These obligations include, among others, a duty not to impersonate someone else while providing personal data for a specified purpose, not suppress any material information while providing personal data for any document issued by the Government, and, significantly, not register a false or frivolous grievance or complaint. Noncompliance may result in a fine (see clause 5 of the Schedule). This may hamper the submission of complaints with the Board, per expert analysis.

  1. Fiduciaries are Bound by a Principle of Accountability and Have Data Breach Notification Obligations

The DPDP Act does not articulate Principles of Processing, or Fair Information Practice Principles, but the content of several of its provisions put emphasis on purpose limitation (as explained in previous sections of the blog) and on the principle of accountability.

Section 8 of the Act includes multiple obligations for data fiduciaries, all under an umbrella expectation in paragraph 1 that they are “responsible for complying” with the provisions of the Act and any subsequent implementation rules, both regarding processing undertaken by the data fiduciary and by any processor on its behalf. This specification echoes the GDPR accountability principle. In addition, data fiduciaries are under an obligation to implement appropriate technical and organizational measures to ensure the effective implementation of the law.

Data security is of particular importance, considering that data fiduciaries must both take reasonable security safeguards to prevent personal data breaches, and notify the Board and each affected party if such breaches occur. The details related to modalities and timeline of notification will be specified in subsequent implementation rules.

A final obligation of data fiduciaries to highlight is the requirement they establish  a “readily available” mechanism for redressing “grievances” by data principals in a timely manner. The “grievance redress” mechanism is of utmost importance, considering that data principals cannot address the Board with a complaint until they “exhaust the opportunity of redressing” the grievance through this mechanism (Section 13(3)). The Act leaves determination of the time period for responding to grievances to delegated legislation, and it is possible that there may be different time periods for different categories of companies.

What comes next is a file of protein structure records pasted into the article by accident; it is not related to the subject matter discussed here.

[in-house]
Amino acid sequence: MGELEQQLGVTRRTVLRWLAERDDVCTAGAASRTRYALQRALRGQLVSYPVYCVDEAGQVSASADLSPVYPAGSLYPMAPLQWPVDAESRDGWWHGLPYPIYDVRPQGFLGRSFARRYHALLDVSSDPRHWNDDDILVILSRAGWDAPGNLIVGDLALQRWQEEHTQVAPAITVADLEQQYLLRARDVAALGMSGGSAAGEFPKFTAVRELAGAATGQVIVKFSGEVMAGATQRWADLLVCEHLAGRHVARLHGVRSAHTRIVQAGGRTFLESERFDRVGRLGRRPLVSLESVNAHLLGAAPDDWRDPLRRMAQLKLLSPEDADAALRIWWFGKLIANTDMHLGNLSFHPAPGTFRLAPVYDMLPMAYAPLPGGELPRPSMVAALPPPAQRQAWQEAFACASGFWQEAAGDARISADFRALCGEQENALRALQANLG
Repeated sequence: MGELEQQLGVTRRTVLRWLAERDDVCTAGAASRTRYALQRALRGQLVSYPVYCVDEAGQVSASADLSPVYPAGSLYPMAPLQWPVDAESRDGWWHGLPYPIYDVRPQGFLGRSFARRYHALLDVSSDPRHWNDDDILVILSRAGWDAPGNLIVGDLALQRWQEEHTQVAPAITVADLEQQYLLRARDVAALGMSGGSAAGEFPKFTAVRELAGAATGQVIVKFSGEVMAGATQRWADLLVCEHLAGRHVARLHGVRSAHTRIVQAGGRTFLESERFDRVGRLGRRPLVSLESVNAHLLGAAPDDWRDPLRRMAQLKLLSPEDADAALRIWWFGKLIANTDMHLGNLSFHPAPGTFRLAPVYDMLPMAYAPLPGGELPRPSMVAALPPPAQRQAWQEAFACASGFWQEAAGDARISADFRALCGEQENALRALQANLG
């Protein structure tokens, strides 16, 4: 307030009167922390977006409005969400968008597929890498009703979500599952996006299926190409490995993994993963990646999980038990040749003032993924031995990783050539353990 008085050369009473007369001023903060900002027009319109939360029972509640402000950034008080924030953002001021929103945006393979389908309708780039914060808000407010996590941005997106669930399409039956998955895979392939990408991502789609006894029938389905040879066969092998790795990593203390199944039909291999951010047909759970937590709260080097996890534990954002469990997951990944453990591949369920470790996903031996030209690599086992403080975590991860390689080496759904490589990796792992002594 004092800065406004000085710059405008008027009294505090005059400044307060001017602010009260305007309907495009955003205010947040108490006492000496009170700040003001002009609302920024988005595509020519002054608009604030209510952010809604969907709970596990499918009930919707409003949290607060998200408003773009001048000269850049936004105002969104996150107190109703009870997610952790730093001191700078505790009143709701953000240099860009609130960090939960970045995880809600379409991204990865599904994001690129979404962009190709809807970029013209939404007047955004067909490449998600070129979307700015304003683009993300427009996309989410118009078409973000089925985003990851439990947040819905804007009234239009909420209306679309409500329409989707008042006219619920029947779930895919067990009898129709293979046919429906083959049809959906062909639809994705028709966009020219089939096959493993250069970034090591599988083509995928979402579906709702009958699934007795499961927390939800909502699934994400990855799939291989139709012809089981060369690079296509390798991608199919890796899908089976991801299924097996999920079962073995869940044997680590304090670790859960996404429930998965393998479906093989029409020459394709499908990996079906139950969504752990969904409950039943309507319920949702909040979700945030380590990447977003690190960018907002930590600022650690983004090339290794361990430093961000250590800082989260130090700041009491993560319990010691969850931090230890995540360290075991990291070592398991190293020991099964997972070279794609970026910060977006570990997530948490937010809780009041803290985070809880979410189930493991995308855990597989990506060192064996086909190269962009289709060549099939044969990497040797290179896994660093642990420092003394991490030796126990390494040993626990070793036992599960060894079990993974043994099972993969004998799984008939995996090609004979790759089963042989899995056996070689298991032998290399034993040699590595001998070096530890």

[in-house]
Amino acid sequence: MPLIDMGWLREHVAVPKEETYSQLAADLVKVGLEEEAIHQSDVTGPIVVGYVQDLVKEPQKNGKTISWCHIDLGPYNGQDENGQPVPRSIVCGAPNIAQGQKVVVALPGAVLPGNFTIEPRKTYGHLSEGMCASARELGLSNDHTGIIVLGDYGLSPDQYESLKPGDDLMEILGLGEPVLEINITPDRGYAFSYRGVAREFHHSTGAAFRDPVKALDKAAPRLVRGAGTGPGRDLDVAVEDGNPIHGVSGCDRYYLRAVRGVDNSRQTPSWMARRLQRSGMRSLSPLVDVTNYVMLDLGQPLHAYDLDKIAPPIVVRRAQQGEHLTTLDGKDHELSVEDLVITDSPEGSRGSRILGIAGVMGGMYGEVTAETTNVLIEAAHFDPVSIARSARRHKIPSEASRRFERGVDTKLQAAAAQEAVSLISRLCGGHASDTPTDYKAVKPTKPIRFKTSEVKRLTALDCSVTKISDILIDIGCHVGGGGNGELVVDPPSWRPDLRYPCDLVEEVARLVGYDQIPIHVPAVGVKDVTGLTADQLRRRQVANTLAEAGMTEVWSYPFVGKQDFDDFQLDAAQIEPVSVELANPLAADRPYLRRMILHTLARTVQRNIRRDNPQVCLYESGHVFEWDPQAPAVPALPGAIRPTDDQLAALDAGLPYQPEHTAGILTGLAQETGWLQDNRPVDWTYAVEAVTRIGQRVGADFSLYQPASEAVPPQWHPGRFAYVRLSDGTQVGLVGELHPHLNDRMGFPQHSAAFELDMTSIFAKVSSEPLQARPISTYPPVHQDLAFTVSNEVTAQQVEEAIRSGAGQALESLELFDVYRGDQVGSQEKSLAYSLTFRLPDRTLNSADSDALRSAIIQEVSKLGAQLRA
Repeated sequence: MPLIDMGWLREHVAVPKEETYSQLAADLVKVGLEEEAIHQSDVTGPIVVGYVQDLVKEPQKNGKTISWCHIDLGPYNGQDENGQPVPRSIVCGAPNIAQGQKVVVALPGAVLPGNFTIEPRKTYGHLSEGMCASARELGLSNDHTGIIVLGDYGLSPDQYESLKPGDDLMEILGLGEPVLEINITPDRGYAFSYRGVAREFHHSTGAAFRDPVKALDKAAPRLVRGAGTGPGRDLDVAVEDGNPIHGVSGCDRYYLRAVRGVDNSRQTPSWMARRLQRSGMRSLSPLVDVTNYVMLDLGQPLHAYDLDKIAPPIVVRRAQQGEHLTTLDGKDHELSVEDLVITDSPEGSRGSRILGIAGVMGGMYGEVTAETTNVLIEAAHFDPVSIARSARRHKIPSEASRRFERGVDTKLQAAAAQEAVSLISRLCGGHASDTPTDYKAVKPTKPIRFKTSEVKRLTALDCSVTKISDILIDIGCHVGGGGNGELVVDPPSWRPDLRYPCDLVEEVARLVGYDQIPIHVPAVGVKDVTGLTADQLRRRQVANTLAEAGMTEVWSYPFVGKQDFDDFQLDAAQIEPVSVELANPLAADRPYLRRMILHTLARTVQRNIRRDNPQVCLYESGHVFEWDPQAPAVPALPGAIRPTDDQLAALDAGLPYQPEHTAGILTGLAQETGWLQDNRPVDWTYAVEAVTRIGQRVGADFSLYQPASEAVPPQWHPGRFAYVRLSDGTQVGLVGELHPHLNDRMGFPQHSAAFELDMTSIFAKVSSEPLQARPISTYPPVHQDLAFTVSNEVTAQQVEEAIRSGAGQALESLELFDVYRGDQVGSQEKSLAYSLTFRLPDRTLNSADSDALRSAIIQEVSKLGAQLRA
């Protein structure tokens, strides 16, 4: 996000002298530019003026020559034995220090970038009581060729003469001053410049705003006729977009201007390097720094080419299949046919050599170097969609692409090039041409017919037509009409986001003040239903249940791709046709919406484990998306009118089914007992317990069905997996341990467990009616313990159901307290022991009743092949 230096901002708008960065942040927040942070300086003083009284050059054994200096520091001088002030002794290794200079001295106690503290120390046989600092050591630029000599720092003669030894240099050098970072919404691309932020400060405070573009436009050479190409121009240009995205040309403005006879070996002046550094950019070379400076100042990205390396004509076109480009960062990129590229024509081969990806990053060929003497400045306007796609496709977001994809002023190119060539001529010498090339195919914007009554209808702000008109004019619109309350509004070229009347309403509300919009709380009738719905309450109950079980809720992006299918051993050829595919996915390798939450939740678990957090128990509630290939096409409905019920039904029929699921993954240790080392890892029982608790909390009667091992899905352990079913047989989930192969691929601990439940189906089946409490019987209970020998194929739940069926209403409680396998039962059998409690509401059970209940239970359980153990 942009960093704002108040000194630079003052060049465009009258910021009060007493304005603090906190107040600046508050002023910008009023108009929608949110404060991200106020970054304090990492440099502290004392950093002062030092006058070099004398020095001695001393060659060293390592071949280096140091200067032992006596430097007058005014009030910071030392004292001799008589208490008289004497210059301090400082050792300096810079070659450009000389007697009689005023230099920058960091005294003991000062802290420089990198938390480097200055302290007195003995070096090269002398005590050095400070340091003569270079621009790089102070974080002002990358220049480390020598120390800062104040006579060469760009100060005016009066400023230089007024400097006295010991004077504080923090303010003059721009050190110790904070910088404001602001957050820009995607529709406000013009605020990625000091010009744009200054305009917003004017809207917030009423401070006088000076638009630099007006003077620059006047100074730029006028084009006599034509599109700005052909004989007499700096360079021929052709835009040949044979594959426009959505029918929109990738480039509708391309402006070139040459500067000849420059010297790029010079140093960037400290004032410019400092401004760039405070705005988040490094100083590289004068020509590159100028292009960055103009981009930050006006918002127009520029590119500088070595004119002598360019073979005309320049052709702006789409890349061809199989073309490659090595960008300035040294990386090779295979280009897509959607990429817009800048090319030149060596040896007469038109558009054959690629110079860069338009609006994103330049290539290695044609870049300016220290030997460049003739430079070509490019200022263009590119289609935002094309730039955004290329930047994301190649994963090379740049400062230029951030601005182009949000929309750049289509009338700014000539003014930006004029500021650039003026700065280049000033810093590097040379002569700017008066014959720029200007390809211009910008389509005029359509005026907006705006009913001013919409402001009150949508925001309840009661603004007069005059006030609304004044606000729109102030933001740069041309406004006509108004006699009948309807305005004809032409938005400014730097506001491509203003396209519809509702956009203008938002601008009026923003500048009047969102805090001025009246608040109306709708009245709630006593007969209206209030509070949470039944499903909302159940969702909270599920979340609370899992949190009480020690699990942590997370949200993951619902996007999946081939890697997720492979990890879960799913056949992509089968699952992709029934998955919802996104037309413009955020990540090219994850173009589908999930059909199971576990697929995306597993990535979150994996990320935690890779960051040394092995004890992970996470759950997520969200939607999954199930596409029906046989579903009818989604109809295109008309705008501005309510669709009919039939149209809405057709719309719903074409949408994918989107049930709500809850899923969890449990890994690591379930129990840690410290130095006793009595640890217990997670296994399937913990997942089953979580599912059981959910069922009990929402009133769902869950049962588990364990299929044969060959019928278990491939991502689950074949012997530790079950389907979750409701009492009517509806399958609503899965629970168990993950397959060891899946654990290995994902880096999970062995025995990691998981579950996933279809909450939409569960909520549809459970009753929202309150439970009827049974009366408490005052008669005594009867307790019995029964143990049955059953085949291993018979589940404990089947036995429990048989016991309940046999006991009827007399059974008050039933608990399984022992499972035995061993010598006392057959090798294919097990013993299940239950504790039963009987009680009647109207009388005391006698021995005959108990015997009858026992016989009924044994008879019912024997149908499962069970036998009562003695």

1. Fiduciaries Have a Mandate to Verify Parental Consent for Processing Personal Data of Minors under 18

The DPDP Act creates significant obligations concerning the processing of children’s personal data, with “children” defined as minors under 18 years of age, without any distinguishing sub-category for older children or teenagers. As a matter of principle, data fiduciaries are forbidden to engage in any processing of children’s data that is “likely to cause any detrimental effect on the well-being of the child.”

Data fiduciaries are under an obligation to obtain verifiable parental consent before processing the personal data of any child. Similarly, consent must be obtained from a lawful guardian before processing the data of a person with disability. This obligation, which is increasingly common to privacy and data protection laws around the world, may create many challenges in practice. A good resource for untangling its complexity and applicability is FPF’s recently published report and accompanying infographic – “The State of Play: Is Verifiable Parental Consent Fit For Purpose?

Finally, the Act also includes a prohibition on data fiduciaries engaging in tracking or behavioral monitoring of children, or targeted advertising directed at children. Similar to many other provisions of the Act, the government may issue exemptions from these obligations for specific classes of fiduciaries, or may even lower the age of digital consent for children when their personal data is processed by designated data fiduciaries.